Across the narrow Winstedt Road is 9 Winstedt Road, the former address of Monk’s Hill Primary School, which operated between the forties and eighties. Monk’s Hill Primary School was temporarily used to house the students of Hua Yi Secondary School in 1957, when the latter’s new school building was built at Margaret Drive.
In 1978, the MOE introduced a third language scheme to allow talented secondary school and junior college students to take up either German, French or the Japanese language. By the end of the seventies, five school premises in Singapore were used to conduct foreign language lessons. They were the Rangoon Road Primary School, Maju Secondary School, Joo Avenue Primary School, Mountbatten Government Chinese Primary School and Monk’s Hill Secondary School.
A new convenient “centralised” place was required to consolidate all the classes at one location. The former Tanglin Tinggi Malay School was initially considered, after it was closed in 1978. In 1983, a school block of Monk’s Hill Primary School, located at the junction of Winstedt Road and Monk’s Hill Terrace, was chosen by the MOE as the new language centre after its lease to the Vocational and Industrial Training Board expired.
After the closure of the language centre, the premises was left vacated for several years, before it was used, between 1996 and 2000, as a temporary school site for the Madrasah Aljunied al-Islamiah, Singapore’s second oldest Islamic institution of learning, and Madrasah al-Irsyad. Today, the former premises of Monk’s Hill Primary School is occupied by the Lasalle College of the Arts.
Monk’s Hill Primary School’s notable alumni includes Winston Choo, Singapore’s first Chief of Defence Force (CDF), Abdullah Tarmugi, former Minister in-charge of Muslim Affairs between 1993 and 2002, Shih Choon Fong, former President of the University of Singapore (NUS) and Pathmanaban Selvadurai, Member of Parliament (MP) from 1967 to 1984. Abdul Jamil bin Haji Ahmad, a Malaysian lieutenant general who was in charge of the national security of Peninsula Malaysia in the seventies, was also from Monk’s Hill Primary School.
Monk’s Hill Primary School’s immediate neighour was the Newton Boys’ School. It was established in 1956 but closed in 1978 due to a drop in enrolment. In its final year, it had only 560 primary one to primary five students. The Ministry of Education (MOE) decided that it was uneconomical to continue the operations of the school and had it placed under the administration of Monk’s Hill Primary School. Its school building was later used to conduct commercial classes by the Adult Education Board.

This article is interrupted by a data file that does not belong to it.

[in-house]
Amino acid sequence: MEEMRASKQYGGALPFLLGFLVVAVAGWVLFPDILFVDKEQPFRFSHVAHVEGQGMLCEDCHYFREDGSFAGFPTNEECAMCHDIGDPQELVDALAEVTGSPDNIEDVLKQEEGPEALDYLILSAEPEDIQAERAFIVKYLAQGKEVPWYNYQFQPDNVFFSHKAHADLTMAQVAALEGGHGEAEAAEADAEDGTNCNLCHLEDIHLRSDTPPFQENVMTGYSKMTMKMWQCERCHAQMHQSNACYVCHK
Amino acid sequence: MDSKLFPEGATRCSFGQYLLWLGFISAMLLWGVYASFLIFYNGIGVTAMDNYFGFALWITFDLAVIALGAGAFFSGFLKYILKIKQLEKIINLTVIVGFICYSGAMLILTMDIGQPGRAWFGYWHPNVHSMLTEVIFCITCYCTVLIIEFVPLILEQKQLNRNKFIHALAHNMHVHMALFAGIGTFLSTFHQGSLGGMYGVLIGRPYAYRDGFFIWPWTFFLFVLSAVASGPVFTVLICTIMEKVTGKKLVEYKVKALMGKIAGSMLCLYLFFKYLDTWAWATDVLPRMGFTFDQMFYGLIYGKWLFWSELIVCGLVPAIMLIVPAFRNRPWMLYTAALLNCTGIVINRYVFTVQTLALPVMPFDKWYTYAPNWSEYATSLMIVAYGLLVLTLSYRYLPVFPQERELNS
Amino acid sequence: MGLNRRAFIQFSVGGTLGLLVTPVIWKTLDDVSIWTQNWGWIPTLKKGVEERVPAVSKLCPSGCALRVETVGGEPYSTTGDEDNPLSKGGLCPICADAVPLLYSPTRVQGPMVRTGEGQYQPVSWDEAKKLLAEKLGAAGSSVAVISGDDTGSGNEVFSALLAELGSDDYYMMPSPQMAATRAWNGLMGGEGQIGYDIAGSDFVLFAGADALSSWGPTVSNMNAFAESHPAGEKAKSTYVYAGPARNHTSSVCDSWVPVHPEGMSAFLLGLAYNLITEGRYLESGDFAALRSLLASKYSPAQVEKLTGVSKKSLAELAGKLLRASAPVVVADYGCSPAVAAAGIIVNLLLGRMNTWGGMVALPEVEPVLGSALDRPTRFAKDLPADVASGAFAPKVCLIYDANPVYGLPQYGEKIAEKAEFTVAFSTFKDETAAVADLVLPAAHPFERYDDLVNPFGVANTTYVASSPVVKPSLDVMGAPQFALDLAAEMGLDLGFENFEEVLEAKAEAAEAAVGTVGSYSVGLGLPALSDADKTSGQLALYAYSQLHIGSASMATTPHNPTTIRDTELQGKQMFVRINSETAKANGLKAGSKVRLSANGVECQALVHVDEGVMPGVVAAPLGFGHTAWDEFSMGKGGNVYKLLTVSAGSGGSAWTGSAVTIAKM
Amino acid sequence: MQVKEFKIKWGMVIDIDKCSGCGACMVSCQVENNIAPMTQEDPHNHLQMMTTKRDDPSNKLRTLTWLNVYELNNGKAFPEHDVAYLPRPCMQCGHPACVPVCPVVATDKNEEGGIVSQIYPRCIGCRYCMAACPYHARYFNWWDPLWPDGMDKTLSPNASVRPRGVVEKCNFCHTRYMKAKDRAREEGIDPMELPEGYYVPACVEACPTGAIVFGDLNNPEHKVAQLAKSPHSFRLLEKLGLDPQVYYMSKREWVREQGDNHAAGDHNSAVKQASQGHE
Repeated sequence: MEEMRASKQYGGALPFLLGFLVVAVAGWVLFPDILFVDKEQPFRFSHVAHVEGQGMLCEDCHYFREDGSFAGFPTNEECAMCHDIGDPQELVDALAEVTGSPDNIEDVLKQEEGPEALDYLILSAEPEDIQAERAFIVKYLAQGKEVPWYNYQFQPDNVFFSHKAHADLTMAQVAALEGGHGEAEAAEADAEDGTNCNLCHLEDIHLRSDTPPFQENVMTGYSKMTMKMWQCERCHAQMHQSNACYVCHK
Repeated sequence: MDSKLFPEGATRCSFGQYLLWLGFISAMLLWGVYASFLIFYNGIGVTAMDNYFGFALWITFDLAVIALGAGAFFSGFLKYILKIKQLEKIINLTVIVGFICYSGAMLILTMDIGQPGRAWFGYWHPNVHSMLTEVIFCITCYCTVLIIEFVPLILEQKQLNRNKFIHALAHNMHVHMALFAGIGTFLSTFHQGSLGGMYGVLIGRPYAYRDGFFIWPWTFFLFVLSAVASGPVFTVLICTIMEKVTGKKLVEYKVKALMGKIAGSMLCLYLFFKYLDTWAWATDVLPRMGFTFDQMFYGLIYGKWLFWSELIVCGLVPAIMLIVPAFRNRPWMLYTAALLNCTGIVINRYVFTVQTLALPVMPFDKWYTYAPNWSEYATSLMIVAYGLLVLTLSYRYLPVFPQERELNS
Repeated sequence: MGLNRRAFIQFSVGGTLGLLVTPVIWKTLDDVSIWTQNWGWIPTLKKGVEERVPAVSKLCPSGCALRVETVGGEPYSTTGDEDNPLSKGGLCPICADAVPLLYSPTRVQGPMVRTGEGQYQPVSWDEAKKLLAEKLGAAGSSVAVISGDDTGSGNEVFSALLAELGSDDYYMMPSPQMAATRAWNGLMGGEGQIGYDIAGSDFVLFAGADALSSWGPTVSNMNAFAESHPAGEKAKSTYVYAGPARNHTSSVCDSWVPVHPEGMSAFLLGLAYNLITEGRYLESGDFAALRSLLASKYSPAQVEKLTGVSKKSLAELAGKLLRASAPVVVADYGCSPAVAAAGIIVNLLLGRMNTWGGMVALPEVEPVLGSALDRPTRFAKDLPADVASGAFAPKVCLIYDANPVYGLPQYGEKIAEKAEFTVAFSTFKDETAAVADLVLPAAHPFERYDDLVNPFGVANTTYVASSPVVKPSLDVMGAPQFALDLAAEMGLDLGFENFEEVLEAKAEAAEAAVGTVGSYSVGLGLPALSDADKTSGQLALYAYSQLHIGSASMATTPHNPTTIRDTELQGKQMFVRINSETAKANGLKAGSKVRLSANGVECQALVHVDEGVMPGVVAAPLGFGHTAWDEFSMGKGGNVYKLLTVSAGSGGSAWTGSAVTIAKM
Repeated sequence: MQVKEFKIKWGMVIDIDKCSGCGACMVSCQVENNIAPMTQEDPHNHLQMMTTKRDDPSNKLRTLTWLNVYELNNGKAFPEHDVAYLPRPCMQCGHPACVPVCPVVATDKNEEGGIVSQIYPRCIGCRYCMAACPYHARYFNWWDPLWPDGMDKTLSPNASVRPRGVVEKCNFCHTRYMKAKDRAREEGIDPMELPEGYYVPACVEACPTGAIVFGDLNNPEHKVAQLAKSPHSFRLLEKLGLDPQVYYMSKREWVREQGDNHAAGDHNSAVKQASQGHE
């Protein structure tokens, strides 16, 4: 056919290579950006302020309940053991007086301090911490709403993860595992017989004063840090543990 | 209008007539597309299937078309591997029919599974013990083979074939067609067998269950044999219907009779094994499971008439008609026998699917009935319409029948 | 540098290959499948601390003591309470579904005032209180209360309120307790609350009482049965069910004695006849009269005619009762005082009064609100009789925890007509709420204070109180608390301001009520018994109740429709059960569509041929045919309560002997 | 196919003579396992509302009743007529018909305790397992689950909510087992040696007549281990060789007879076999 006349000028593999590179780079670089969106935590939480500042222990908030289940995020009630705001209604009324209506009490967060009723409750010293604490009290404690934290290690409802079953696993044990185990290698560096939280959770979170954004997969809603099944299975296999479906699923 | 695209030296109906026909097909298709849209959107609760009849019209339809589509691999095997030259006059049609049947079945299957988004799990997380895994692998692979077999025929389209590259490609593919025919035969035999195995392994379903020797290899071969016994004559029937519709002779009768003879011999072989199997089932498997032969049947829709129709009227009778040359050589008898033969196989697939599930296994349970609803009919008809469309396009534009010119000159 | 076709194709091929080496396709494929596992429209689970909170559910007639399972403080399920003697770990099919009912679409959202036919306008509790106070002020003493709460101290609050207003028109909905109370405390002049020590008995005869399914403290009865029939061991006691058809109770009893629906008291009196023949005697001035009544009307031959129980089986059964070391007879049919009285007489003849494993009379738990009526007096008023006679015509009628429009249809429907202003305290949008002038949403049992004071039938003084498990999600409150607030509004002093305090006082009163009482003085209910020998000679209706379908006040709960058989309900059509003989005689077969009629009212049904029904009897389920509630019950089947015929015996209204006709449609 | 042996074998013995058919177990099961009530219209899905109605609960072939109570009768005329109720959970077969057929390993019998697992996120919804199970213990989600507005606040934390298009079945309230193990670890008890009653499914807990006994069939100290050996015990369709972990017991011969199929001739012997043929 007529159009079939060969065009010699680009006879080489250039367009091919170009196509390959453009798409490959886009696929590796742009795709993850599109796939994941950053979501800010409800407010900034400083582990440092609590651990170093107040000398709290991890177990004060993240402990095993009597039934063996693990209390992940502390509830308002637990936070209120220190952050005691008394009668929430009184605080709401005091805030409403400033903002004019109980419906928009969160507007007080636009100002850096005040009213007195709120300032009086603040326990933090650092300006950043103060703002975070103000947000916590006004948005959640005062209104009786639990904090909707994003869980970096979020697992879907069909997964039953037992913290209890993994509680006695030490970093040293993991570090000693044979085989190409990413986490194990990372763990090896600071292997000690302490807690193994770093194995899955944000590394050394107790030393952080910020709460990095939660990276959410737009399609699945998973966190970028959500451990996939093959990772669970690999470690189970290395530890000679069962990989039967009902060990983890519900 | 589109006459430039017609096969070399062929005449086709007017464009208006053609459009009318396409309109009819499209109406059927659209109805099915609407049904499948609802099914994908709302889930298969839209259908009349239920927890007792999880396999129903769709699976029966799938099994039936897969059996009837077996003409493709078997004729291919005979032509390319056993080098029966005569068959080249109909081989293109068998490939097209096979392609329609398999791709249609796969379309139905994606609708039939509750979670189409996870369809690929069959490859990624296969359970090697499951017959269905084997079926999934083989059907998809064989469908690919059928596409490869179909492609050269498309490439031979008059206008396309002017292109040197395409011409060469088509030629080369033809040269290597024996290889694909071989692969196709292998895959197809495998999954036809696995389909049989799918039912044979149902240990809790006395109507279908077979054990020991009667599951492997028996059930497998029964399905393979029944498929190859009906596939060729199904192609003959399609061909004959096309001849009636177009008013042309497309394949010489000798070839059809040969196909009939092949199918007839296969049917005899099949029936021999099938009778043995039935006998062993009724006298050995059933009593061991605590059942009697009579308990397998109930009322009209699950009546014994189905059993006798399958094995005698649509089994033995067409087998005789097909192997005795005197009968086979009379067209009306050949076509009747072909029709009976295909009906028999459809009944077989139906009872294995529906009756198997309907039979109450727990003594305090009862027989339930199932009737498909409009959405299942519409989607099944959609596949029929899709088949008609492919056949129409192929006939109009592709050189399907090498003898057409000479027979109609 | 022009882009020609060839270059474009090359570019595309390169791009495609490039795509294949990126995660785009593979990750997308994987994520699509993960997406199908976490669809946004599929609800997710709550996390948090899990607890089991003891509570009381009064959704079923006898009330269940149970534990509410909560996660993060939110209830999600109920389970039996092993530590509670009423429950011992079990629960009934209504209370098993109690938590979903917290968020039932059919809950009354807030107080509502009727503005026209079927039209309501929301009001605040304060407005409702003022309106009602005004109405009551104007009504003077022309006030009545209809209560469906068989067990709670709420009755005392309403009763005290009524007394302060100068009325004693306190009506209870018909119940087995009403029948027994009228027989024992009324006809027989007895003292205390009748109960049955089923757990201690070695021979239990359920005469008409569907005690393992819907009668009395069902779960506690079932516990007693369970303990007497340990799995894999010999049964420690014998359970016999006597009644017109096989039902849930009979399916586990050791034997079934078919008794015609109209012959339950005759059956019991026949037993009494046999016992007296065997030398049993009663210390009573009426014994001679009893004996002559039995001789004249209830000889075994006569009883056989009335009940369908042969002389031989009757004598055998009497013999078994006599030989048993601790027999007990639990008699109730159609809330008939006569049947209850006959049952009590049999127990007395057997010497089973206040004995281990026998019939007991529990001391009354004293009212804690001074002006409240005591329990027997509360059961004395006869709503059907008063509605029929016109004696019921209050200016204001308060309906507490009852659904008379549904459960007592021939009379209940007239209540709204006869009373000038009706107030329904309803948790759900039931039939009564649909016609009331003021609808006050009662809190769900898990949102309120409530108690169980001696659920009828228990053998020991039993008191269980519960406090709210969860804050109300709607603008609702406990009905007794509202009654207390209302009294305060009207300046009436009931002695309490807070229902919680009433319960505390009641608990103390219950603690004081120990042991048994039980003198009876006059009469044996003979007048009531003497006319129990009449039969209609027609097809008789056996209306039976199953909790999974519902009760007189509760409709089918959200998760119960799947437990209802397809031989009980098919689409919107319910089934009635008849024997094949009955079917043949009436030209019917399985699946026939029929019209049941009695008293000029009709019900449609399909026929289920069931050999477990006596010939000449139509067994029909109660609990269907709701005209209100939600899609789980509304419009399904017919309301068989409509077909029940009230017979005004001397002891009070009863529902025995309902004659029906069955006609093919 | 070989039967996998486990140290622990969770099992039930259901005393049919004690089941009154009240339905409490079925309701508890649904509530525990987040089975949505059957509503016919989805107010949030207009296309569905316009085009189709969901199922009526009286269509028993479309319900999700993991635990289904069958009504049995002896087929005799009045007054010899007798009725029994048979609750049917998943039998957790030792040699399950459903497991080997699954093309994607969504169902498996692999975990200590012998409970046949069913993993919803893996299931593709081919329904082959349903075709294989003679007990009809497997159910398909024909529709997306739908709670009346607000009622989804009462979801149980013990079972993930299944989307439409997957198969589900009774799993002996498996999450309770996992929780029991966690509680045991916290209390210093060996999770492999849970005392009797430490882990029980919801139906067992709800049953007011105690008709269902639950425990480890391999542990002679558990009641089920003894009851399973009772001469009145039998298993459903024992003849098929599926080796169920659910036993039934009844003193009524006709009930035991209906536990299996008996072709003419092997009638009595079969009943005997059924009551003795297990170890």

The earlier schools within the Monk’s Hill and Winstedt vicinity were the Tanglin Tinggi Malay School, Winstedt Road School and Monk’s Hill Malay School. Located beside one another along Winstedt Road, they were established before the Second World War and had survived the Japanese Occupation. During the occupation, Tanglin Tinggi Malay School was used to conduct Japanese classes, where students were taught Japanese alphabets, songs and exercises. It was converted back to its Malay mainstream and English lessons after the war.
Monk’s Hill Malay School, possibly the predecessor of Monk’s Hill Secondary School, was also started before the war. It was used by the Land Transport department during the Japanese Occupation and also temporarily by Raffles Institution in 1946 due to the damages of its original school premises.
Newton Food Centre
Newton Food Centre is perhaps the most famous landmark in the vicinity, located just beside the Newton Circus and at the corner of the Monk’s Hill estate. Opened in 1971, the hawker centre was later used to house the street hawkers from the popular Orchard Road Carpark Hawker Centre, when the latter was forced to shut down in 1978.
Newton Food Centre was actively promoted by the Singapore Tourism Board (STB) as a tourist attraction for tasting different kinds of local delights. It, however, also attracted the wrong headlines with cases of overcharging, touting and poor hygiene. The hawker centre was also a hot spot for fights between youths and motorcyclist gangs in the early eighties.
Published: 22 May 2016